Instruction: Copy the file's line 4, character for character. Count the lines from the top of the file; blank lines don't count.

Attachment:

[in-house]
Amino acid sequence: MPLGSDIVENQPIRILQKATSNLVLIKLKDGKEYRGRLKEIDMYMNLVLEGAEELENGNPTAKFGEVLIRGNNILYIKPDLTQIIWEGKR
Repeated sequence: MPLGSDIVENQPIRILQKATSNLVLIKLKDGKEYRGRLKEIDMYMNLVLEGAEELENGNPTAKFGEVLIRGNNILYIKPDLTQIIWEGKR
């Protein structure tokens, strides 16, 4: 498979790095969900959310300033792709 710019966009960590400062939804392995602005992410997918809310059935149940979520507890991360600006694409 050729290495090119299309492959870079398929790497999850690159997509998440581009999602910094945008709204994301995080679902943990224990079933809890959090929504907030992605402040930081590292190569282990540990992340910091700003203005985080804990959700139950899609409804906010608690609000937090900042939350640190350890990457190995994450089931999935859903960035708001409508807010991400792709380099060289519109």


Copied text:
């Protein structure tokens, strides 16, 4: 498979790095969900959310300033792709 710019966009960590400062939804392995602005992410997918809310059935149940979520507890991360600006694409 050729290495090119299309492959870079398929790497999850690159997509998440581009999602910094945008709204994301995080679902943990224990079933809890959090929504907030992605402040930081590292190569282990540990992340910091700003203005985080804990959700139950899609409804906010608690609000937090900042939350640190350890990457190995994450089931999935859903960035708001409508807010991400792709380099060289519109």